In Utah the average person uses 60% of their drinking water to water their landscape.
Follow these simple tips to see how you can save water and money outside your home and maintain the beautiful landscape you desire.
Avoid spray washing of sidewalks, driveways, parking areas or other paved surfaces. Use a broom instead.
Use a bucket to wash your car or take it to a carwash instead of using the hose.
Check outside faucets for leaks and make any repairs necessary.
Check, adjust, and repair your entire irrigation system components frequently. Pay special attention to possible broken, leaky, or malfunctioning sprinkler heads and valves.
Adjust misaligned sprinkler heads to water landscaped areas only.
Only water your lawn when needed.
Watering late night or early morning are the best times to minimize evaporation, allowing water to percolate into the soil.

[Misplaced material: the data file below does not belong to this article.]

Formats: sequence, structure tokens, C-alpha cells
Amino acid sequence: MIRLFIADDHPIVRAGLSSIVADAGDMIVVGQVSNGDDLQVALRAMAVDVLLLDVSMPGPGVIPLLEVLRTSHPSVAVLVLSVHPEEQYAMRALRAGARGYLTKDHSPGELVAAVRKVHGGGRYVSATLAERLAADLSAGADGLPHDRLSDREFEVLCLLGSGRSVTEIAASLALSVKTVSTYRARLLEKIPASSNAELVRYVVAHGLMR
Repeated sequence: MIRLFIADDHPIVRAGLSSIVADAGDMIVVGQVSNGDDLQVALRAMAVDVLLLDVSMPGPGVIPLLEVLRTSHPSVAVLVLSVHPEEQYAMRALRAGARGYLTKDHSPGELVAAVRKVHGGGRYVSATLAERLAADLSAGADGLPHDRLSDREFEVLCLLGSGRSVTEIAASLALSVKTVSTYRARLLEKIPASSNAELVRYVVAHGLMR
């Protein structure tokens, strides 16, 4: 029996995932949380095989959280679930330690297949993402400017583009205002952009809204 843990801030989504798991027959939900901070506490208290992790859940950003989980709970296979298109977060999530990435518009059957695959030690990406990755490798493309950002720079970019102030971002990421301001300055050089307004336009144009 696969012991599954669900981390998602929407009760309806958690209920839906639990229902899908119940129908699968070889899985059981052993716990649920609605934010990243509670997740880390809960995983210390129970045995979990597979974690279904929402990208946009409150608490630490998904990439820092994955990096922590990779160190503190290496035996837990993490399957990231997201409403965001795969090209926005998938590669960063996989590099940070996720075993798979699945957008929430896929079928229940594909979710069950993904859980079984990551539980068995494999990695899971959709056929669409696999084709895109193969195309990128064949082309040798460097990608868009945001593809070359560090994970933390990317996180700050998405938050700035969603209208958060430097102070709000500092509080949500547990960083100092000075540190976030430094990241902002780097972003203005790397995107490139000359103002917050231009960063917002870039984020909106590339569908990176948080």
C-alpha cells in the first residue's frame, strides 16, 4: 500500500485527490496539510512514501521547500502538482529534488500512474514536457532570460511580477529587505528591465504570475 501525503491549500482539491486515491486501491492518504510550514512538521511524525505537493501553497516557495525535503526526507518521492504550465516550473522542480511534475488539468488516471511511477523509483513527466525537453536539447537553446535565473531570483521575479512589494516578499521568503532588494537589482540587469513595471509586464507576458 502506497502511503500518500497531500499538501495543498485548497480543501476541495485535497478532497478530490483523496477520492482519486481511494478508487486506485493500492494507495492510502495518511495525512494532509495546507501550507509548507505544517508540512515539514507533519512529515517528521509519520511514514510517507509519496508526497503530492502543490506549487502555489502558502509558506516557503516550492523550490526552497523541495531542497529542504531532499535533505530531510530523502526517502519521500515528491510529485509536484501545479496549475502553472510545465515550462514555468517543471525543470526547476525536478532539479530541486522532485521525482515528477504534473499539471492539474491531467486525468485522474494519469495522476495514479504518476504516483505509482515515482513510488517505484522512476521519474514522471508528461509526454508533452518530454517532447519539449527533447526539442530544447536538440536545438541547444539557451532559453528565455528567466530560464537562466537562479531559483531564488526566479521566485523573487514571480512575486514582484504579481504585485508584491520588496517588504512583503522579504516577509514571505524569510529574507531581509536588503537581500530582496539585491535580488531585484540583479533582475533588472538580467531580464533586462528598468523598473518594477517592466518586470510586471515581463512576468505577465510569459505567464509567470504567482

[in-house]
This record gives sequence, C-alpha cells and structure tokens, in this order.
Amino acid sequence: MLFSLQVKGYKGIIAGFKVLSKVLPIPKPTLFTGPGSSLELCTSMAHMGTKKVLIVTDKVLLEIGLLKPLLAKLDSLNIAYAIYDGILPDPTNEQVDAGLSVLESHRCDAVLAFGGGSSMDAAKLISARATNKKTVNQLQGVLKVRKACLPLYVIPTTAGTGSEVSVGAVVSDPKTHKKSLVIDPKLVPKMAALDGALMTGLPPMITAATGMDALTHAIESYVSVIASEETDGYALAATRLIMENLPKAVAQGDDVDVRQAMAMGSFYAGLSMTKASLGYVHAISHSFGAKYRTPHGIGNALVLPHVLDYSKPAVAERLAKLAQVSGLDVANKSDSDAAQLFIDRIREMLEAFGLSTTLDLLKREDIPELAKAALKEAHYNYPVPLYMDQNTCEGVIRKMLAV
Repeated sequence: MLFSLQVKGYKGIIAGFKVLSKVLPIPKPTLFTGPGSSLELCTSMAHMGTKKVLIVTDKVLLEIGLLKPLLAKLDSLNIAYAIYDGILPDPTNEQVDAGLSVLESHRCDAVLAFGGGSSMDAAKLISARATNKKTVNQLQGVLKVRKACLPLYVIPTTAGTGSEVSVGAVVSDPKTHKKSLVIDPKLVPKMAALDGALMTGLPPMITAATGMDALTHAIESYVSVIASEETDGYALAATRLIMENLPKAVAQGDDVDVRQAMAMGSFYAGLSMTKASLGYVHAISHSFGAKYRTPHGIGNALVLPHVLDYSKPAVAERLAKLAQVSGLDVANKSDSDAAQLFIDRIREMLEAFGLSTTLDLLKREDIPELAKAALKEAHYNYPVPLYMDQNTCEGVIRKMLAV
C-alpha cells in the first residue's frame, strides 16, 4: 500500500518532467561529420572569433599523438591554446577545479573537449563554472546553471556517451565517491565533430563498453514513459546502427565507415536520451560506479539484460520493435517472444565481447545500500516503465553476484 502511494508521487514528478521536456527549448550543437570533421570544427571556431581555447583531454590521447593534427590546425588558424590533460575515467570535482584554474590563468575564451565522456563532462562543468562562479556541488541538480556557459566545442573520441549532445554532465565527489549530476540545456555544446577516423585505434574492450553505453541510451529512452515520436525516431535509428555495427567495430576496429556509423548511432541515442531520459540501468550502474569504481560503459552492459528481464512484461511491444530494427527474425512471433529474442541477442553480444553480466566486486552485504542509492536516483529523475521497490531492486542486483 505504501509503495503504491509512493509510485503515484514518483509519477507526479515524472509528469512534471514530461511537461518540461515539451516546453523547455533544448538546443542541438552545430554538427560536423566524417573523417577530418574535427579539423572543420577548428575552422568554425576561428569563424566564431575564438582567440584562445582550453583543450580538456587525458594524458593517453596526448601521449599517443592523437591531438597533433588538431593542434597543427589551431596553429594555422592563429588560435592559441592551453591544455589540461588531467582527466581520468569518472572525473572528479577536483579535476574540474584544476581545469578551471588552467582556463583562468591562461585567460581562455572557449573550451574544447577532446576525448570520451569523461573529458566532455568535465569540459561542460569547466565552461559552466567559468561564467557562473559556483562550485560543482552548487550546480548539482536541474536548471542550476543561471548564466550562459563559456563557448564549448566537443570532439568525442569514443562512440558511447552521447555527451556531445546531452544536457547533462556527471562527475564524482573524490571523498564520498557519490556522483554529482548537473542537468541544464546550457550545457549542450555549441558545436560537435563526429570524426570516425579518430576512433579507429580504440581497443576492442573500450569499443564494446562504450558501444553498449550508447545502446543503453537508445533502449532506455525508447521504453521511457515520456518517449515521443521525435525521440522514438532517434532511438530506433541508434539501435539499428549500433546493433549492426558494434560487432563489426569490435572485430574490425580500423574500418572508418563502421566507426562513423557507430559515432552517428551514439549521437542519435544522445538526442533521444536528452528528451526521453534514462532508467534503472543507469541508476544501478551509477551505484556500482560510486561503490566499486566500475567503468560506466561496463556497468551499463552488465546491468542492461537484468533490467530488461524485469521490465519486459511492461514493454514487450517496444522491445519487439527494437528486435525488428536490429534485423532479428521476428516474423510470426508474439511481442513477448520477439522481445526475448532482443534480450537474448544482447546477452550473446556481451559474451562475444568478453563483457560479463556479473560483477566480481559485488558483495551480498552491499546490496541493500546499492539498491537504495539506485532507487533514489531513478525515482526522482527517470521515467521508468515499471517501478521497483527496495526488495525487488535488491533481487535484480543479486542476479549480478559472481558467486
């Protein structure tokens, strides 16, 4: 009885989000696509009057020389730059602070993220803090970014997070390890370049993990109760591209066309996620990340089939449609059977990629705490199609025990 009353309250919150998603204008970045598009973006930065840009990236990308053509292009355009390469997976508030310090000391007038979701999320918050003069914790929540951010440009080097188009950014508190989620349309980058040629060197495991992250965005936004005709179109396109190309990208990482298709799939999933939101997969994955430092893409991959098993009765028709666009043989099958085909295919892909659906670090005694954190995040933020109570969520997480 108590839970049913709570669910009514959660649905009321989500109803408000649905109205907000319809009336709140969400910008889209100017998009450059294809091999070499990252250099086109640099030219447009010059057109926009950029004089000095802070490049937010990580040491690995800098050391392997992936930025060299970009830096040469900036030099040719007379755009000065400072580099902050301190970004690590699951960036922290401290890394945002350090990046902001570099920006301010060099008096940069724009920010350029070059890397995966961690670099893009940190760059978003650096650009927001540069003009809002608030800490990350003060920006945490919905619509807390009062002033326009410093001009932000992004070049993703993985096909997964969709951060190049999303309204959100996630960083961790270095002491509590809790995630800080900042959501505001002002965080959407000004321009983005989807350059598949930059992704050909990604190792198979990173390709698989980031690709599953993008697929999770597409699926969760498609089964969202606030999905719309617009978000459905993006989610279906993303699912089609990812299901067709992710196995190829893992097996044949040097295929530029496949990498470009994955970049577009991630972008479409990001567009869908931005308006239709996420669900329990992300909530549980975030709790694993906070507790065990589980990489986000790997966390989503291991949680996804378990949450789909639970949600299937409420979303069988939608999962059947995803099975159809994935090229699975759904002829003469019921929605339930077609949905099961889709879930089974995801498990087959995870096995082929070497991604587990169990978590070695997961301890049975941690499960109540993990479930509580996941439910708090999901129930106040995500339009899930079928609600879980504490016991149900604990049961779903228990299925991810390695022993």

Modify watering cycles. For example, instead of running each zone of your sprinkler system for 30 minutes, consider running each zone for 7-8 minutes in three consecutive cycles allowing a 5-10 minute break between each cycle.
Use sprinklers for larger grassy areas, drip systems for planters, and water by hand small pots and brown grass patches.
Use higher settings in your lawn mower. Longer grass shades root systems and holds soil moisture better than a closely clipped lawn.
Weed your lawn regularly. Weeds compete with other plants for nutrients, light, and water.
Use fertilizers only in small portions as needed. Although they promote plant growth, they also increase water consumption.
Use native plants in your landscape - they look beautiful and use less water than regular turf.
Turn sprinklers off following a rainstorm. Discontinue watering until landscaped areas are in need of water.
Adjust sprinkler schedule according to the season.
Water manually only when needed during early and late season months.
Group plants according to water needs and set a specific irrigation zone for these. For example, trees and shrubs may have different watering requirements than turf grasses.